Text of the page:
A ban on Russian oil and the impact on fuel prices

With fuel prices exceeding record levels across the globe, and all forecasts pointing to further increases to come. We look at the factors behind the rises and make predictions on the future fuel price outlook. 

Before the invasion of Ukraine, fuel prices across the globe were already on the rise. As explained in our Fuel Price Predictions 2022 blog back in November, the impact of increasing consumer demand — as the world moved slowly past the worst of the COVID pandemic — and a limited global fuel supply, pushed wholesale prices from $50 to $70 a barrel throughout the course of 2021. This steadily drove fuel prices up across the world.  

Now, an even bigger factor has come into play. With the invasion of Ukraine, Russia has been issued with multiple economic sanctions. Major oil companies, BP and Shell have announced they’re pulling out of Russia and ending joint ventures with Russian businesses, and on March 8, 2022, both the US and UK placed a ban on all Russian oil imports. 

What does a ban on Russian oil mean for our fuel prices?

Fuel prices will continue to rise.  

The cost of crude oil makes up over 65% of the prices we pay at pumps. As Russia are the third largest oil producer, a ban on Russian oil means worldwide crude oil production will drop by 10-12% and crude oil prices will inevitably rise.  

In an interview with CBC, Kalibrate’s Director of Consulting, Vijay Muralidharan, explained: 

“The worry that Russian crude may suddenly become unavailable is causing crude buyers to look elsewhere to ensure a dependable supply — even if it costs them more. If Russian oil goes offline, Canada, the US, and even OPEC nations simply don’t have the capacity to increase production quickly. It’s going to take some time [and] it won’t happen overnight.”

What happens next?

We will see higher prices for some time to come. 

Usually, prices are lower throughout the winter months and increase in spring as demand strengthens for the summer driving season. However, 2021 debunked this trend as multiple factors compounded to steadily increase fuel prices as the year progressed — as shown in the Canadian fuel price chart below sources from https://charting.kalibrate.com/Charting/Timeline

Fuel price rises 2021 and 2022

The impact of a drop in demand

With fuel prices rising so dramatically, we are more likely to see a decrease in demand this spring.  

Tom Hatton, Head of Product Management at Kalibrate, explains: 

“For many households, the impacts of higher fuel prices and the cost-of-living squeeze will likely give rise to families needing to economize and so we’d expect to see a drop in retail demand.”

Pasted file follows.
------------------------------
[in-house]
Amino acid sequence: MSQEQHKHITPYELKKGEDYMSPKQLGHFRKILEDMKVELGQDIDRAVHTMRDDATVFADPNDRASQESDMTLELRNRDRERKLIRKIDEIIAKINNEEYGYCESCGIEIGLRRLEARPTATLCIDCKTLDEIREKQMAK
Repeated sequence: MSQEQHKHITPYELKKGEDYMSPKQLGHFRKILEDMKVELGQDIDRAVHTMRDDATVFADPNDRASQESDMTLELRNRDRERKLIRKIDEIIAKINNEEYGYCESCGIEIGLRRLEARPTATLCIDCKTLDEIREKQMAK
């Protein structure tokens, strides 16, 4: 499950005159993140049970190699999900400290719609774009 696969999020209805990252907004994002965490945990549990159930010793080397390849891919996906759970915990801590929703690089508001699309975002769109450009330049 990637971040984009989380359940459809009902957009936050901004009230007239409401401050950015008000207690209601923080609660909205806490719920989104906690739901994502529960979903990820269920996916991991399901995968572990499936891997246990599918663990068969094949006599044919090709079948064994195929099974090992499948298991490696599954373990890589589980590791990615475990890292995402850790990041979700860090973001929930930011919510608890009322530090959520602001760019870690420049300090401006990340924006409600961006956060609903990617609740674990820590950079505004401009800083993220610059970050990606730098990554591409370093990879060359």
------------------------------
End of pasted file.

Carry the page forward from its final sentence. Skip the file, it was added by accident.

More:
While lower demand normally equates to lower prices, the impact of a ban on Russian oil means prices are unlikely to drop anytime soon. 

Can other countries increase supply to make up for the Russian deficit?

Yes, but it often requires large amounts of upfront investment to increase capacity. This takes time, and companies need to be sure they can recoup those costs. In a world where fuel demand has recently been lower than pre-pandemic levels, and governments worldwide pledging for greener alternatives — it’s not a straightforward solution. 

We may see higher prices for some time to come. 

What can fuel retailers do to weather the storm?

In an interview with Fleetpoint, Tom shared retailers’ concerns: 

“Now, it’s down to fuel retailers to understand how they can meet the changing market mix and evolving profile of consumers. These latest price increases are equally as unwelcome to fuel retailers as they are to consumers. Retailers now face the challenge of maintaining margins without losing volume, and of course, they need to be mindful of the impact increasing pump prices has on other revenue streams.” 

With higher fuel prices, retailers often face lower margins and will need to make up the shortfall with other services or in-store sales. But with the very real possibility of consumers reducing their fuel spend altogether, attracting customers into stores will be harder than ever.  


Kalibrate collates and shares free fuel price data for Canada, which is available here. Although this data is not available for other countries, the Canadian data is a great indicator of price changes for the rest of the world — as the factors that are driving the increases in fuel prices are having a global impact. We will continue to monitor the situation and share updated data and analysis when available. 

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